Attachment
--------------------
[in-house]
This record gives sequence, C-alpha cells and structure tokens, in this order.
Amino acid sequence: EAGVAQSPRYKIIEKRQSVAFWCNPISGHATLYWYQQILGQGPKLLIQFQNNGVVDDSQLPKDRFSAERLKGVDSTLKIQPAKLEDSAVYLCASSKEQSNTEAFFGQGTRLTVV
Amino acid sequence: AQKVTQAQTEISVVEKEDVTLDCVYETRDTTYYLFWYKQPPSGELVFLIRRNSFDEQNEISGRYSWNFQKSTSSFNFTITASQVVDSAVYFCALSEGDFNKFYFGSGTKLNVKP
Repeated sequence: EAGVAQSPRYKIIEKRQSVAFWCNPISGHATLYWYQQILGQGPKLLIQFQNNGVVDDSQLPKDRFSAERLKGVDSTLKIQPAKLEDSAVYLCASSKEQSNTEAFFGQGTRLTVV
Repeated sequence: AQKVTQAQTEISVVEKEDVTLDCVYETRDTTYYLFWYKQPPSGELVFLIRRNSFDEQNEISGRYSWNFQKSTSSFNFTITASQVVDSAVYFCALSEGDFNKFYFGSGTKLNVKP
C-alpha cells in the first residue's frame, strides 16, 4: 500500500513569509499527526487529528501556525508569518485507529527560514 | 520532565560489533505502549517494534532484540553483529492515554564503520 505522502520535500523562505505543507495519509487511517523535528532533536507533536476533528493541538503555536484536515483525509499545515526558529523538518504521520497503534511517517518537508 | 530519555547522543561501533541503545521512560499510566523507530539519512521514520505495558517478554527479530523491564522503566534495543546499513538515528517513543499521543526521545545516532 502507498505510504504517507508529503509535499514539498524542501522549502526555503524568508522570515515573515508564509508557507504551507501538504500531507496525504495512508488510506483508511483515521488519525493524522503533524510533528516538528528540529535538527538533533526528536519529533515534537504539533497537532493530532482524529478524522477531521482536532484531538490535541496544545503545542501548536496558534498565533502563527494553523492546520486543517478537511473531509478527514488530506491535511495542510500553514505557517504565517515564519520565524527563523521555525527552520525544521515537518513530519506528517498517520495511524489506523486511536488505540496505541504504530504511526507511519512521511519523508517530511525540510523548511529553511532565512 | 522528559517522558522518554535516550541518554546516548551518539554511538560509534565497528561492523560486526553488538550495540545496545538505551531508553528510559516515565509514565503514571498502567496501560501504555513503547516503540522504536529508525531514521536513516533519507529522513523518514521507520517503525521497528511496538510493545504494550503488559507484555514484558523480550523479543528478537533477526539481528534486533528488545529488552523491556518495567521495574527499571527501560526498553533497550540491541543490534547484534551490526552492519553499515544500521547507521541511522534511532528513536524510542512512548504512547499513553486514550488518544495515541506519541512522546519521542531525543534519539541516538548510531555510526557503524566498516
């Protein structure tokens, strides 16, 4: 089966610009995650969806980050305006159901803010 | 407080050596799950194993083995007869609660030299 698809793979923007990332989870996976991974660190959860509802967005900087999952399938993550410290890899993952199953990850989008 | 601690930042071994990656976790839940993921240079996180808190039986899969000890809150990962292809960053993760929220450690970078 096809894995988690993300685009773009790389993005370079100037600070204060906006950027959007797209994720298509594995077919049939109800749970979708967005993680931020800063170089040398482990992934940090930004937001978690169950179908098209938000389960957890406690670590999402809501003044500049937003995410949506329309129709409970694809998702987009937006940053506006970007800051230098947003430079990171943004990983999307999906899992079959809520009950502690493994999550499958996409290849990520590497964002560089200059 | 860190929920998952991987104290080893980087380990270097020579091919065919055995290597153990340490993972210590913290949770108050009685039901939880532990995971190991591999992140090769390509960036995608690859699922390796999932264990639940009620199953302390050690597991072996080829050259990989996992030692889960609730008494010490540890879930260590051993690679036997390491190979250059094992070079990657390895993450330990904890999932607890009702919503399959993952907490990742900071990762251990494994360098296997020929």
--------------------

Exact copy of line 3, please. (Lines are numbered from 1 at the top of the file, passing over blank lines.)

Amino acid sequence: EAGVAQSPRYKIIEKRQSVAFWCNPISGHATLYWYQQILGQGPKLLIQFQNNGVVDDSQLPKDRFSAERLKGVDSTLKIQPAKLEDSAVYLCASSKEQSNTEAFFGQGTRLTVV